Rounding out the trio is the SGS (Market Development) bond, which was the OG SGS Bond, now renamed to make room for its two new siblings. This bond continues in its original mission, which is to foster the development of Singapore’s debt market.   

Key differences between SSB and SGS (Infrastructure)

Singapore Savings Bonds (SSB)SGS (Infrastructure)
Flexible, can be redeemed earlyNo early redemption, but may be traded on secondary market
Lower initial investment of S$500, no fixed investment amounts thereafterHigher investment, S$1,000 to start, with subsequent investments in multiples of S$1,000 only
Maximum investment of S$200,000 per individualMaximum investment capped at limits of auction
Variable coupon rate increases year-by-yearFixed coupon rate
Lesser fund sources – cash and SRS onlyMore fund sources – cash, SRS and CPF
10-year tenor30-year tenor

In a nutshell, SSB offers more flexibility, as you can redeem your bonds early. However, do note that the coupon rate increases yearly, with the last two or three years enjoying the highest coupon rate. This also means that early redemption will cause you not to achieve the advertised average coupon rate. However, SSBs require only S$500 to start investing, and you can freely increase your investment in any amount you wish. 

On the other hand, SGS (Infrastructure) doesn’t offer early redemption, which could be an issue for investors sensitive towards the long tenor of 30 years. However, you are free to trade your holdings on the secondary market – if you’re willing to accept not receiving the face value of your bonds in return. You’ll need a higher capital to start investing – S$1,000 at least, with increments in multiples of S$1,000. To fund your SGS (Infrastructure) investment, you can use cash, the monies in your Supplementary Retirement Scheme account, or the balances in CPF.

Should you invest in SINGA Bonds?

Generally speaking, government bonds are considered one of the best ways to balance your portfolio, given their low volatility and tendency to be negatively-related to the equities market. As such, holding some government bonds will offer some needed stability when the markets are roiling.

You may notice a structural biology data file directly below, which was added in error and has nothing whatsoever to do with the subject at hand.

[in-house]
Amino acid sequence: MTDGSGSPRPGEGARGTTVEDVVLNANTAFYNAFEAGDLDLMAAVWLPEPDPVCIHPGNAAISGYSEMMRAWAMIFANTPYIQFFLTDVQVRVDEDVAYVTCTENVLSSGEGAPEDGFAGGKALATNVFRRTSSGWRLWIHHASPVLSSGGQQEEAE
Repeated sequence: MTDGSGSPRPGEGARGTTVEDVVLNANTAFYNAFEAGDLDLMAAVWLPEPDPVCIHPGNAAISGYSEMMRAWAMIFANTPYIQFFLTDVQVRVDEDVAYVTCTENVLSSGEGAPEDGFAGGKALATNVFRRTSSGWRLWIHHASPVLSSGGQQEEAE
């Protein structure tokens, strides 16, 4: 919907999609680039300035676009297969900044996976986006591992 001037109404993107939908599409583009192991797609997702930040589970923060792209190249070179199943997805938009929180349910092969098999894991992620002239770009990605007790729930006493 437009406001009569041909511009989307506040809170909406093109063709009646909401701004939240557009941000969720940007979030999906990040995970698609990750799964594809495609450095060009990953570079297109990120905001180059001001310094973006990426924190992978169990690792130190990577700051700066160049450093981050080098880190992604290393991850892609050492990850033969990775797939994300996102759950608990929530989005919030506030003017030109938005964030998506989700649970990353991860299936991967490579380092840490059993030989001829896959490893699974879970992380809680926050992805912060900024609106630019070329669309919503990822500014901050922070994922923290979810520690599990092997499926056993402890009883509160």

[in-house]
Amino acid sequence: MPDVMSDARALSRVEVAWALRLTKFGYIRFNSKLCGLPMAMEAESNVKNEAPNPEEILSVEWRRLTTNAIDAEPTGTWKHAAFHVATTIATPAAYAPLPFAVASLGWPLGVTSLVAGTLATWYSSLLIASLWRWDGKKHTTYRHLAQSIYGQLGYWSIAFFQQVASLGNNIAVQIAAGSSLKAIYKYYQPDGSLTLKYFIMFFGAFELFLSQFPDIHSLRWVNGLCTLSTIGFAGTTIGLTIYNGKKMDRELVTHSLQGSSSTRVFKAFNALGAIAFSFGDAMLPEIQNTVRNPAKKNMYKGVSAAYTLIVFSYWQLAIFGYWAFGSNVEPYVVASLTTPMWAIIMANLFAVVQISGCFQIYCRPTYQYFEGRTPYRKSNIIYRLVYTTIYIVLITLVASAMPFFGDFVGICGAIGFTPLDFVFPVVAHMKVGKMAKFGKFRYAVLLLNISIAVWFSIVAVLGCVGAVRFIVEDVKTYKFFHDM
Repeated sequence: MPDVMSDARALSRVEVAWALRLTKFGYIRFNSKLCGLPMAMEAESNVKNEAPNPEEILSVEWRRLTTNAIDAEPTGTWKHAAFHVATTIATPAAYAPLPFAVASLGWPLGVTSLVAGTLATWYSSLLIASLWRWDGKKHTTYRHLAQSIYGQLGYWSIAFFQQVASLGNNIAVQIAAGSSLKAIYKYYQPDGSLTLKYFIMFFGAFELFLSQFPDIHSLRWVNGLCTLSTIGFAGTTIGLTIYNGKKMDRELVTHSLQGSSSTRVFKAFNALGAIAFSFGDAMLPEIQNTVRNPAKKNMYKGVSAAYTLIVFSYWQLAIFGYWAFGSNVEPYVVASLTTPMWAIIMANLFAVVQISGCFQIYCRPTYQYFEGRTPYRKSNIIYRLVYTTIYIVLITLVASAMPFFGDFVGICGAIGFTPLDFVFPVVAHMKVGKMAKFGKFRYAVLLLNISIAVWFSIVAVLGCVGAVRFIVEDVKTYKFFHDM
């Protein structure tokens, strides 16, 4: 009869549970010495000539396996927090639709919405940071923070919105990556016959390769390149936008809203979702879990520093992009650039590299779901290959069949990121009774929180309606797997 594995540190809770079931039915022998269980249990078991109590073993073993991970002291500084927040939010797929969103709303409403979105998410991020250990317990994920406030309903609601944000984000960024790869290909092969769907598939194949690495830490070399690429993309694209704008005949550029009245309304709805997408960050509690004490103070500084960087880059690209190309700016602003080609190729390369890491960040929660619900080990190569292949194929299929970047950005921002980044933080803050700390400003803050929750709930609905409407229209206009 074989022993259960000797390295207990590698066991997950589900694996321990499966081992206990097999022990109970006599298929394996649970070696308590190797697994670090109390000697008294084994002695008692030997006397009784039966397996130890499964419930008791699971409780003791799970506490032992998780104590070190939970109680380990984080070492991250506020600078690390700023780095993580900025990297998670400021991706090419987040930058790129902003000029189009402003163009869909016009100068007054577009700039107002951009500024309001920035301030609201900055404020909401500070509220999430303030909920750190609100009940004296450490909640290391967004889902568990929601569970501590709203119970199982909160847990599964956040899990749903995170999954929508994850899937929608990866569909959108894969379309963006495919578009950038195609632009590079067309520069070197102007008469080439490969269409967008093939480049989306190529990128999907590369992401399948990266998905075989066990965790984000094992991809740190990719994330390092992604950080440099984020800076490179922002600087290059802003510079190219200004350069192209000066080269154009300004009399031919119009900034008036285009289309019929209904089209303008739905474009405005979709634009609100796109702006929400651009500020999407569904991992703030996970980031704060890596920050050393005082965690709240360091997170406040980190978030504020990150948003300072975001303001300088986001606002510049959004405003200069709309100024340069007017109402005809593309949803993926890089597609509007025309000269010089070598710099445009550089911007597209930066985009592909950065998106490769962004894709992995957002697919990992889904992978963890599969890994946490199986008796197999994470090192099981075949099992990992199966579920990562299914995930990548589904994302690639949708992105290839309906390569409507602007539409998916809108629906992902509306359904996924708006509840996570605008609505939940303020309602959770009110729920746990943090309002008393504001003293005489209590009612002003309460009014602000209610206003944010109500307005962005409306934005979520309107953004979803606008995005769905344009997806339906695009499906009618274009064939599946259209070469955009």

Of course, not all government bonds are created equal, and at the risk of sounding hyperbolic, SINGA Bonds are one of the safest bonds you can invest in. It has a rating of AAA, which probably has something to do with the fact that it is backed by the Singapore government itself.

On the flipside, if you buy bonds expecting excitement, prepare to be disappointed. However, if you look upon SINGA Bonds, especially SGS (Infrastructure) as a twice-yearly money drip for the next 30 years, you may come away more than satisfied.  

Sounds good, how can I start investing in SINGA Bonds?

Alas, as reported in the Straits Times article linked in the opening of this article, SGS Infrastructure is currently fully issued. You’ll need to wait for the next auction, which is currently slated for 22 September 2022.

However, those who would rather not wait so long should keep their eyes peeled for the two mini-auctions the MAS has lined up, scheduled to be announced on 1 March 2022 and 1 August 2022. 
Judging by the popularity enjoyed by the first issuance of SGS Infrastructure, there is a high chance the bond will be reopened on these occasions.

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By Alevin Chan
An ex-Financial Planner with a curiosity about what makes people tick, Alevin’s mission is to help readers understand the psychology of money. He’s also on an ongoing quest to optimise happiness and enjoyment in his life.

Alevin Chan December 20, 2021 81701